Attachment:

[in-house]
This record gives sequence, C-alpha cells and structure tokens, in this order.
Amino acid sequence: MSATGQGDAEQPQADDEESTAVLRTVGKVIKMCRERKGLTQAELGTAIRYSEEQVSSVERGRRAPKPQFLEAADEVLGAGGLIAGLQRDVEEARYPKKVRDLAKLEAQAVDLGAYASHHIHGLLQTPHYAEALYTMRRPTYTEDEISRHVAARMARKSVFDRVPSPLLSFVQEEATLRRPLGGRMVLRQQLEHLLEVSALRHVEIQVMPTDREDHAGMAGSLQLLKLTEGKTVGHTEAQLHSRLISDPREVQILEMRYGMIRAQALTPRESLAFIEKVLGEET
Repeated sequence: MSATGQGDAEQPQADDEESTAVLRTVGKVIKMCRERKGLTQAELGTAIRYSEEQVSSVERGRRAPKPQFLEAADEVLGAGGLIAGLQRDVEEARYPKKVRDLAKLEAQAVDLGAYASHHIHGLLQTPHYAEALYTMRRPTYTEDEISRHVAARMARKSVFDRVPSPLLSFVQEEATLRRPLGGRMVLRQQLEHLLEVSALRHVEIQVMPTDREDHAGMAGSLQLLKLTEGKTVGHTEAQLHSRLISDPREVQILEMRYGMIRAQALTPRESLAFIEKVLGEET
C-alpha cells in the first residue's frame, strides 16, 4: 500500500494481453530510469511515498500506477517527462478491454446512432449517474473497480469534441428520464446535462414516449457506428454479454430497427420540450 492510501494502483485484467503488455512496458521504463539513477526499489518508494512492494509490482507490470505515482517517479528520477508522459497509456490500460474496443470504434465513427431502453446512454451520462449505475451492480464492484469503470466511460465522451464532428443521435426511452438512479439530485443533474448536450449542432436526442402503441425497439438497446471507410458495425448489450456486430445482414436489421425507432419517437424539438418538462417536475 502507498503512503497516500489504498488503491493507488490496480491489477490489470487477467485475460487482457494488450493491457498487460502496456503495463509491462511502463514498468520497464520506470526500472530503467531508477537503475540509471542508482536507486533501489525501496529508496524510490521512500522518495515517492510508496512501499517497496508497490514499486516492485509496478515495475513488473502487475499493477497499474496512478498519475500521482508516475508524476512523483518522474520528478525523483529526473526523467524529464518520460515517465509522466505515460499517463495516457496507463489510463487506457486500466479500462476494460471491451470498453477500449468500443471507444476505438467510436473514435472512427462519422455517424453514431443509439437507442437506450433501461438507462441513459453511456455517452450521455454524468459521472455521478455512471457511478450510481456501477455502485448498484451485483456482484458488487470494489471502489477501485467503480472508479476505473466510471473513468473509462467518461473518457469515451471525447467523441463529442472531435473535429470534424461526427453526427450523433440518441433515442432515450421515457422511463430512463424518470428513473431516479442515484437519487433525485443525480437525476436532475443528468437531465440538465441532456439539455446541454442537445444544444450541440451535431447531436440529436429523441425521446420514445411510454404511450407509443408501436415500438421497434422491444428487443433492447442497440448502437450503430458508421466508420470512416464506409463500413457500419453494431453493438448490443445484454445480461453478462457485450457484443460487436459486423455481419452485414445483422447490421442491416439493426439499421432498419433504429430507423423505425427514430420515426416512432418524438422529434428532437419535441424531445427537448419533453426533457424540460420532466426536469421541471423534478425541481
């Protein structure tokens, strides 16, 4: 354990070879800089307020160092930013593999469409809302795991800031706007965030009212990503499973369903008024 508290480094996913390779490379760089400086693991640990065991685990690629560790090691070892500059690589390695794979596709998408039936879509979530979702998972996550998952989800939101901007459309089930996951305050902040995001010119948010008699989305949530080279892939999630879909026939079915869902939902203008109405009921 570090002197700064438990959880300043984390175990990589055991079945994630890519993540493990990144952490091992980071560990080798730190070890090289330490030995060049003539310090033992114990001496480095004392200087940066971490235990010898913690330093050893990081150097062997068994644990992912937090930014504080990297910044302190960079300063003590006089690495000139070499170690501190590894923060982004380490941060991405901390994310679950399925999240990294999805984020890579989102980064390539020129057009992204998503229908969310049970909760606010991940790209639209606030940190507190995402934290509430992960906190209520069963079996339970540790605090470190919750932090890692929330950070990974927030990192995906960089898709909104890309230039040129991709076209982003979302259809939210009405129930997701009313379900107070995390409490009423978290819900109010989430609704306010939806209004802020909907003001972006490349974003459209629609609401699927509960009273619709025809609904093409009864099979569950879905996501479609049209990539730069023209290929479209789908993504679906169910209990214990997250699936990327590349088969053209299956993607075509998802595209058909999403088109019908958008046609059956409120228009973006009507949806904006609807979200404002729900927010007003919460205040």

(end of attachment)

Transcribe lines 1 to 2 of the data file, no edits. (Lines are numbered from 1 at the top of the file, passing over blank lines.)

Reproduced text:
[in-house]
This record gives sequence, C-alpha cells and structure tokens, in this order.